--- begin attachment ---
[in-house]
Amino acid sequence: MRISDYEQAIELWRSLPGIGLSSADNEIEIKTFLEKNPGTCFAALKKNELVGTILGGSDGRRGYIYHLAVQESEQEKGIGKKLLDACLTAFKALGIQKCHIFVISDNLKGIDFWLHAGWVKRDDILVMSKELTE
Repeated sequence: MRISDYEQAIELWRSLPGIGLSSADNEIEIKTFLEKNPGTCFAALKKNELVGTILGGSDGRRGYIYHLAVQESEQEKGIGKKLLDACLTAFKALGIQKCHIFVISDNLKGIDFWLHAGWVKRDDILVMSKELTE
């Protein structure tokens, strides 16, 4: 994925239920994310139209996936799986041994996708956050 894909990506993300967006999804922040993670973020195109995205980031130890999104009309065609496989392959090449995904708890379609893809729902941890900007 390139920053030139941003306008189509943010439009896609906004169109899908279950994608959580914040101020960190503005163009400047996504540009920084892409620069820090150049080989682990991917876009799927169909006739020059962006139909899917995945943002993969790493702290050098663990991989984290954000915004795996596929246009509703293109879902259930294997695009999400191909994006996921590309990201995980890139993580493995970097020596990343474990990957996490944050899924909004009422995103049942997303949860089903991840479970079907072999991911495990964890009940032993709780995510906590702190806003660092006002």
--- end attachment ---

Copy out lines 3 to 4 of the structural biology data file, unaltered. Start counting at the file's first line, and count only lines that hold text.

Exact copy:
Repeated sequence: MRISDYEQAIELWRSLPGIGLSSADNEIEIKTFLEKNPGTCFAALKKNELVGTILGGSDGRRGYIYHLAVQESEQEKGIGKKLLDACLTAFKALGIQKCHIFVISDNLKGIDFWLHAGWVKRDDILVMSKELTE
């Protein structure tokens, strides 16, 4: 994925239920994310139209996936799986041994996708956050 894909990506993300967006999804922040993670973020195109995205980031130890999104009309065609496989392959090449995904708890379609893809729902941890900007 390139920053030139941003306008189509943010439009896609906004169109899908279950994608959580914040101020960190503005163009400047996504540009920084892409620069820090150049080989682990991917876009799927169909006739020059962006139909899917995945943002993969790493702290050098663990991989984290954000915004795996596929246009509703293109879902259930294997695009999400191909994006996921590309990201995980890139993580493995970097020596990343474990990957996490944050899924909004009422995103049942997303949860089903991840479970079907072999991911495990964890009940032993709780995510906590702190806003660092006002």